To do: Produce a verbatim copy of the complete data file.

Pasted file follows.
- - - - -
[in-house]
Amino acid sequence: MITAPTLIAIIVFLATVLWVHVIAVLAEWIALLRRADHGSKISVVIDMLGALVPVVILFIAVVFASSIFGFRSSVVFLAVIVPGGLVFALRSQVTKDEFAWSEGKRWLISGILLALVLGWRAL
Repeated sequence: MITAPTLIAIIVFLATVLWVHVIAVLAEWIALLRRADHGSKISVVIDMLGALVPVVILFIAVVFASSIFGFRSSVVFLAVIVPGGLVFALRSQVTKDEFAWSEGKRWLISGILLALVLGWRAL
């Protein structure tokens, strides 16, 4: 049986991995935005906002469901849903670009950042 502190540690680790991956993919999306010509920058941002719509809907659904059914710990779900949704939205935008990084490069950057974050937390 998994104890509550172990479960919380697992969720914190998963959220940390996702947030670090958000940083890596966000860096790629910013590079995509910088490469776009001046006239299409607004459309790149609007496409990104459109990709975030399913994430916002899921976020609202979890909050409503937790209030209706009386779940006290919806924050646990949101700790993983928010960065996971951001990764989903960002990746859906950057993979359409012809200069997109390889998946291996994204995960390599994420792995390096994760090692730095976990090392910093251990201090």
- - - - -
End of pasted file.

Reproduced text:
[in-house]
Amino acid sequence: MITAPTLIAIIVFLATVLWVHVIAVLAEWIALLRRADHGSKISVVIDMLGALVPVVILFIAVVFASSIFGFRSSVVFLAVIVPGGLVFALRSQVTKDEFAWSEGKRWLISGILLALVLGWRAL
Repeated sequence: MITAPTLIAIIVFLATVLWVHVIAVLAEWIALLRRADHGSKISVVIDMLGALVPVVILFIAVVFASSIFGFRSSVVFLAVIVPGGLVFALRSQVTKDEFAWSEGKRWLISGILLALVLGWRAL
């Protein structure tokens, strides 16, 4: 049986991995935005906002469901849903670009950042 502190540690680790991956993919999306010509920058941002719509809907659904059914710990779900949704939205935008990084490069950057974050937390 998994104890509550172990479960919380697992969720914190998963959220940390996702947030670090958000940083890596966000860096790629910013590079995509910088490469776009001046006239299409607004459309790149609007496409990104459109990709975030399913994430916002899921976020609202979890909050409503937790209030209706009386779940006290919806924050646990949101700790993983928010960065996971951001990764989903960002990746859906950057993979359409012809200069997109390889998946291996994204995960390599994420792995390096994760090692730095976990090392910093251990201090």